The Internet of Things (IoT) has a reputation for being something that only large companies can capitalize on. However, in reality, the growing realm of connected technology has the power to provide invaluable customer insights to even the smallest businesses.
Imagine for a moment that you own a local sporting goods store. Looking at your inventory data, you may know which products are (and aren’t) selling during which seasons, but you’re not gaining any insight into why these trends are occurring. You have no hard data regarding customer behavior and foot traffic, so when it comes to optimizing your store’s layout, you’re left playing a guessing game.
This is where IoT technology can help.
The Pre-IoT Approach
Before the genesis of connected technology, customer insights were mostly gained through a combination of anecdotal evidence, word of mouth, trial and error, and sales data. Then, with the advent of sites like Facebook, Twitter, and Yelp, businesses began tracking online reviews and monitoring social media activity to try to uncover why customers behave the way they do.
However, these methods leave much of the story untold.
Inventory and sales will show you what’s bringing in money, but they won’t explain why some items sell better than others (or why some aren’t selling at all). While surveys, reviews, and social media activity all provide businesses with a straight-from-the-source line of consumer feedback, these avenues only feature data that’s willfully provided by active customers. In other words, you’re only learning what people want you to know.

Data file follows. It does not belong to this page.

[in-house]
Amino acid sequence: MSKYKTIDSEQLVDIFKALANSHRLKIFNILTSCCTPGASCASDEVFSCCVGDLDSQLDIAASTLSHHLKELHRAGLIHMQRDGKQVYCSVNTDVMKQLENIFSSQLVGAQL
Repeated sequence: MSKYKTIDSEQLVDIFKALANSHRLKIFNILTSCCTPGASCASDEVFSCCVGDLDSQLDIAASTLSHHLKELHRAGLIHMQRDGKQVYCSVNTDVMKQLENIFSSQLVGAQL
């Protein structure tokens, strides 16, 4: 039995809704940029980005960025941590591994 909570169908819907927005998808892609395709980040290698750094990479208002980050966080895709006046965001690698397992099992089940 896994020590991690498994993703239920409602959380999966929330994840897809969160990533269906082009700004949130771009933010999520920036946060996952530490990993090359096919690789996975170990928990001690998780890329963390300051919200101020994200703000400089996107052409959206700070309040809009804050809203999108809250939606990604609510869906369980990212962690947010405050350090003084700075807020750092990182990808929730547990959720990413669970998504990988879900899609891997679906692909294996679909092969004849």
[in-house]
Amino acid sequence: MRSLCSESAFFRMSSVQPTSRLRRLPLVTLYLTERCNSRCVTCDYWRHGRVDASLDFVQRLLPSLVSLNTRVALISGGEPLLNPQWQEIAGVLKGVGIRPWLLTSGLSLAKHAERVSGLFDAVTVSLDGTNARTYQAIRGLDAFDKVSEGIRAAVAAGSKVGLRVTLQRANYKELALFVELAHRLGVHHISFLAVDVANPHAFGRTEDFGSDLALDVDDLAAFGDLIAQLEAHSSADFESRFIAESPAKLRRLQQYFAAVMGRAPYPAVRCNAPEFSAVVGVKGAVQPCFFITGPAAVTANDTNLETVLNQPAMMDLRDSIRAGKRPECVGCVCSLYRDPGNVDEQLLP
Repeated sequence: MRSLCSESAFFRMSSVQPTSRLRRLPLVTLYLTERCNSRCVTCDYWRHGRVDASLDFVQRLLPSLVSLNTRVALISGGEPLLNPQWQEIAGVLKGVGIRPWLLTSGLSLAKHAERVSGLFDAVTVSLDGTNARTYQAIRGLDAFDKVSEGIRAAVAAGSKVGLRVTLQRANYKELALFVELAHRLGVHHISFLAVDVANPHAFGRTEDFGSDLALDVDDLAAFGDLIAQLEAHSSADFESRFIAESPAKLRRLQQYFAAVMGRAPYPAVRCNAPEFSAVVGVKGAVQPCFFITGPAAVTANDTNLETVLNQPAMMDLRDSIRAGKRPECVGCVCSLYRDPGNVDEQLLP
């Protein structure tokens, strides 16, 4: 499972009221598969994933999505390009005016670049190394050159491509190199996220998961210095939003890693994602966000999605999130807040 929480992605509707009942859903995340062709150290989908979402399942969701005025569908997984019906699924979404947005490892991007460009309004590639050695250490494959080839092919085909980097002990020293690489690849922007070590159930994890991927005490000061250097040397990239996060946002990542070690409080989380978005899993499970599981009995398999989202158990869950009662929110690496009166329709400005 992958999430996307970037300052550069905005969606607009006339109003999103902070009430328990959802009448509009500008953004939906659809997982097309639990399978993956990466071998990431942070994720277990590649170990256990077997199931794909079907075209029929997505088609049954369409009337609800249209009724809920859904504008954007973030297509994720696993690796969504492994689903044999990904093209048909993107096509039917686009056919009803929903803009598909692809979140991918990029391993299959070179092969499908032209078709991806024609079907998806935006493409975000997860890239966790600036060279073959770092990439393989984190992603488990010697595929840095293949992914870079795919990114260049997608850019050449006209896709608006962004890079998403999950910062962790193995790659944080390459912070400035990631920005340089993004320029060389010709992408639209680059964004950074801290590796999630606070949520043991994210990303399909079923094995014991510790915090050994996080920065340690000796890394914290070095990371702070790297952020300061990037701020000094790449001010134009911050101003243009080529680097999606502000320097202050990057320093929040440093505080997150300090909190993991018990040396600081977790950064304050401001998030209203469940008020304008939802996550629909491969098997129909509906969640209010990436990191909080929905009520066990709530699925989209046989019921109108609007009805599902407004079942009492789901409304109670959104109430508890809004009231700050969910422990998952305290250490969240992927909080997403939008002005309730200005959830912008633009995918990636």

All told, none of these approaches address perhaps the most pivotal demographic to understand: almost-customers. As you know, not everyone who visits your store makes a purchase and posts an online review — and IoT technology can help you understand why these individuals walked through your aisles and browsed your goods without pulling the trigger.
Valid for Small Business
Many small businesses overlook the IoT because they believe it will require an entirely new (and expensive) infrastructure. While this was true of the first generation of IoT devices, new solutions like random phase multiple access (RPMA) create their own networks and are simple to implement.
Think of RPMA like your cellular network. Just as you don’t need any extra equipment to use your phone’s data, these newer IoT systems don’t require additional network management. As a result, it’s never been cheaper or easier for a small business to adopt connected technology and gain access to hidden, real-time consumer insights they’ve been missing out on.
Through an IoT-driven customer insight system, you could, for example, notice that a vast majority of customers take the same path through your store and certain sections that feature high-margin products are going unexplored. Or you could discover that customers are continuously stopping to look at a certain product but never actually purchase it. If that’s the case, you can conclude that the item’s price tag is likely deterring them.
Whatever the reasons for purchasing (or not purchasing), IoT technology leaves businesses better armed to identify shopping patterns and correct problems. There’s simply no better way to objectively understand what your customers like (and dislike) about conducting business with you.